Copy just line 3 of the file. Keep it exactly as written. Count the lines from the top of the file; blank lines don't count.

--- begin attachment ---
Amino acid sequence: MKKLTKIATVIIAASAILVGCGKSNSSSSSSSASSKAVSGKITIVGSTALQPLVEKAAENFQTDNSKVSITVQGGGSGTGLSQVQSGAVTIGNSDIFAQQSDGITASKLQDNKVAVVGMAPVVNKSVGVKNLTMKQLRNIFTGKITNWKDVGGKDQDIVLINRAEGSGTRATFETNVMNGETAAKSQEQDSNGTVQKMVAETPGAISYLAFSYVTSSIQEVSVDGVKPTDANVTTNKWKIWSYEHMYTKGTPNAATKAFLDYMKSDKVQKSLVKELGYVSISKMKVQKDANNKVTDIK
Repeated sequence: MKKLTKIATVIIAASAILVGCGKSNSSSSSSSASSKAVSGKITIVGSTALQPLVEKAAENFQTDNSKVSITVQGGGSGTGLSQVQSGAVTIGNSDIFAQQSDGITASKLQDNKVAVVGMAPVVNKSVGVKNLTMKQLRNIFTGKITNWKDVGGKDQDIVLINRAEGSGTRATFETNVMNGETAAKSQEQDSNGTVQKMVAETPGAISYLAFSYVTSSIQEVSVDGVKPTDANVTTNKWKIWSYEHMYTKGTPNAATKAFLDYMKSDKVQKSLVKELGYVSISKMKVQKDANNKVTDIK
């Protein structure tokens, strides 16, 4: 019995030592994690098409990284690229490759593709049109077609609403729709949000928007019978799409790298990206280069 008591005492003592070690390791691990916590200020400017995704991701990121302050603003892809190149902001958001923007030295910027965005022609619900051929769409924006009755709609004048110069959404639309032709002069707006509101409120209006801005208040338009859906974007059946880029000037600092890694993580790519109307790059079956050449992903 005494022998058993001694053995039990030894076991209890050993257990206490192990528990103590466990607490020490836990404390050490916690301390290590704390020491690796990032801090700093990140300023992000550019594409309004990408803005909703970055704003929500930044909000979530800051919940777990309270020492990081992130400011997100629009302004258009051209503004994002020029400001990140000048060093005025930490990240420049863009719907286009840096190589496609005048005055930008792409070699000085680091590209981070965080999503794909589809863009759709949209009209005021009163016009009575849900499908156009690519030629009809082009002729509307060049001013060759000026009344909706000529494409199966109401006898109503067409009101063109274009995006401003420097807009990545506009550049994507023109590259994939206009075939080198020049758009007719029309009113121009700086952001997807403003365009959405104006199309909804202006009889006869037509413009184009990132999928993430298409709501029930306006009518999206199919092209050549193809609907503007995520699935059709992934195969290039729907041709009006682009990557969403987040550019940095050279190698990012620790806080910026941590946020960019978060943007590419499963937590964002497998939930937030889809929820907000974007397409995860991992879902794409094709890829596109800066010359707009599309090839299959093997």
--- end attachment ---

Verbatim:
């Protein structure tokens, strides 16, 4: 019995030592994690098409990284690229490759593709049109077609609403729709949000928007019978799409790298990206280069 008591005492003592070690390791691990916590200020400017995704991701990121302050603003892809190149902001958001923007030295910027965005022609619900051929769409924006009755709609004048110069959404639309032709002069707006509101409120209006801005208040338009859906974007059946880029000037600092890694993580790519109307790059079956050449992903 005494022998058993001694053995039990030894076991209890050993257990206490192990528990103590466990607490020490836990404390050490916690301390290590704390020491690796990032801090700093990140300023992000550019594409309004990408803005909703970055704003929500930044909000979530800051919940777990309270020492990081992130400011997100629009302004258009051209503004994002020029400001990140000048060093005025930490990240420049863009719907286009840096190589496609005048005055930008792409070699000085680091590209981070965080999503794909589809863009759709949209009209005021009163016009009575849900499908156009690519030629009809082009002729509307060049001013060759000026009344909706000529494409199966109401006898109503067409009101063109274009995006401003420097807009990545506009550049994507023109590259994939206009075939080198020049758009007719029309009113121009700086952001997807403003365009959405104006199309909804202006009889006869037509413009184009990132999928993430298409709501029930306006009518999206199919092209050549193809609907503007995520699935059709992934195969290039729907041709009006682009990557969403987040550019940095050279190698990012620790806080910026941590946020960019978060943007590419499963937590964002497998939930937030889809929820907000974007397409995860991992879902794409094709890829596109800066010359707009599309090839299959093997």